Problems on Euler progress very fast into realms where you need to know math (e.g. knowing properties of certain type of numbers) to produce a solution which executes in reasonable amount of time. This is far far removed from challenges of designing systems, which IMO is the hard thing about programming. –  U Mad Jan 13 '12 at 15:24
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Yes, for 3 reasons

  1. It shows that you possessed a body of knowledge at a certain point in time.

  2. It is a great way to be busy with something you like doing

  3. It shows an employer you have the stamina and drive to achieve non-trivial things.

1 and 3 give you an edge in the employment market, I would say nr 3 weighs more than nr 1, but plenty of other candidates won't have this. In the virtual reality game that a hiring process is, this is a distinct advantage.

Nr 2 is a personal bonus. Nr 2 is what gets you through and is the intrinsic motivation employers are also looking for, but they cannot measure it and you cannot fake this. (Good hiring manager can spot this: they see the twinkle the eyes).

Go for it!

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First of all, Certification does not guarantee anything. Sorry to say that. Getting certification tells others that you can answer the given problem set. No more no less.

As you say in your question that "I think my goal now is to become a professional programmer". Do professional programmer must have a certification or CS degree? They mustn't. Pragmatically, i will say that professional programmers do programming to make life.

Now, in your case i will encourage yo to do so because :

  1. When you try to achieve such certification, you need to learn in some way. This, of course, will improve your skill.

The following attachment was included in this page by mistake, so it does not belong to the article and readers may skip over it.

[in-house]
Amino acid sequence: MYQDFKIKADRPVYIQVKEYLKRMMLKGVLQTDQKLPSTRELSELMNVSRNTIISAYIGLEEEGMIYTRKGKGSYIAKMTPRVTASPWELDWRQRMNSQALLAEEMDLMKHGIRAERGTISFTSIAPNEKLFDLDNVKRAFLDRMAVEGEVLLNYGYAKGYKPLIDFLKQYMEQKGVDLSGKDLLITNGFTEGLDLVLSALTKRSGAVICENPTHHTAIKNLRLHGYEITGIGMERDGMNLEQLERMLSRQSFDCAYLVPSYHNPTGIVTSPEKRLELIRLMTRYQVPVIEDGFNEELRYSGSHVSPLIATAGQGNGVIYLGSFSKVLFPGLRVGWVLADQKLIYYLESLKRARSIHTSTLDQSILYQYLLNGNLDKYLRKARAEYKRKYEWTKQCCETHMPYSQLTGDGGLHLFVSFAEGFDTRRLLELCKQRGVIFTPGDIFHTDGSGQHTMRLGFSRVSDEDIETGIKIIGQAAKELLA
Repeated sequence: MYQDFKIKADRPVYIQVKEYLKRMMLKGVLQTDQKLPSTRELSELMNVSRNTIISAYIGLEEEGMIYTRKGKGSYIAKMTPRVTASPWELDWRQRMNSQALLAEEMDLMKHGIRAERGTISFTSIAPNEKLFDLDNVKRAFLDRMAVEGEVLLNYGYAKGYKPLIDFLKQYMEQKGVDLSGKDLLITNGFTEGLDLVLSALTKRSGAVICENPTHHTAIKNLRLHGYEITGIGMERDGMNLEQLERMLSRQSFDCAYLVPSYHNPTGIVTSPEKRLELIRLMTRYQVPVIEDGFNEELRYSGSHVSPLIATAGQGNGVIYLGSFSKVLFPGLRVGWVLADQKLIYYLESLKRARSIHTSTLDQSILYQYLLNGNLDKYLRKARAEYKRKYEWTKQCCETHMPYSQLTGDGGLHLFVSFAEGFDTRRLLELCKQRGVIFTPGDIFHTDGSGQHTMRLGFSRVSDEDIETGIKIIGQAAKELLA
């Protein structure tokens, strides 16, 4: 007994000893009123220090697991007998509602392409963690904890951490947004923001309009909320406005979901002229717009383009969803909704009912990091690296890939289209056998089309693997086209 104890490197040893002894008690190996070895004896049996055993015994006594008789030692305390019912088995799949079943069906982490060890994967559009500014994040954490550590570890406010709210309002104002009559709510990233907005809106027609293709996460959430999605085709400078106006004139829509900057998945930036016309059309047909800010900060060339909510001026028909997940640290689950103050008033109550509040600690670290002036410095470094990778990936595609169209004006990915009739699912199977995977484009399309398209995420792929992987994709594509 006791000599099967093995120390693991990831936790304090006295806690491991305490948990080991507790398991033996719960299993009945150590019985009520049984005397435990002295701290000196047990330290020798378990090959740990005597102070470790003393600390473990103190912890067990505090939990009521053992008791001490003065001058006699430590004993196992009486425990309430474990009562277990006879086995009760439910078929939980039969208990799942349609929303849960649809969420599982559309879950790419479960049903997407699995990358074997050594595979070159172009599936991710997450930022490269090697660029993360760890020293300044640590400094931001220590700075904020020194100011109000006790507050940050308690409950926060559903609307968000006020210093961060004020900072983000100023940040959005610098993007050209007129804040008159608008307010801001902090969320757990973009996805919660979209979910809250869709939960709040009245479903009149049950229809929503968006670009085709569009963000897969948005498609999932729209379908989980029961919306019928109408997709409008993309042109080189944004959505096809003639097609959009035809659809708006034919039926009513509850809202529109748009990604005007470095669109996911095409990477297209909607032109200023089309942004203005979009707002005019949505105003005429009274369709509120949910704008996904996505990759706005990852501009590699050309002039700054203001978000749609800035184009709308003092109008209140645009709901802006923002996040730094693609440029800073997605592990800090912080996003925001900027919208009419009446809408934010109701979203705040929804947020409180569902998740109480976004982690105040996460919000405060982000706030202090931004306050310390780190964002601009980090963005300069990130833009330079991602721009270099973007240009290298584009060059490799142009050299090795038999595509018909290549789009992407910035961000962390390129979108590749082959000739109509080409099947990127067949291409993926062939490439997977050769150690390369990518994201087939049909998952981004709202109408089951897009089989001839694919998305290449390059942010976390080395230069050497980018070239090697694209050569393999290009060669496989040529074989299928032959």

2. In interviewer eyes, not having a CS degree is a big weakness. But you do something to fix this weakness. That is getting certificate. Hence this big weakness turns into big strength.
  3. "Professional" or "good" or "able" are very qualitative words which can't be measured precisely. To measure that, we (mankind) invent techniques to change those words into something quantitative. It's called certification in Programming world. Further, in programming, certification doesn't represent "professional" nor "good". It represents "able". Hence, having a certification quantitatively proves that you able to write computer program.
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Raw intelligence and curiosity will definitely take you further than any certification.

That's not to say that the Sun Java certification is a bad thing, but as someone who's hired people before I definitely look for raw talent and relevant experience - these are much more important than certifications.

My normal advice would be to just apply for the jobs you want, and then if you want a certification get your company to pay for it as additional training while you are on the job.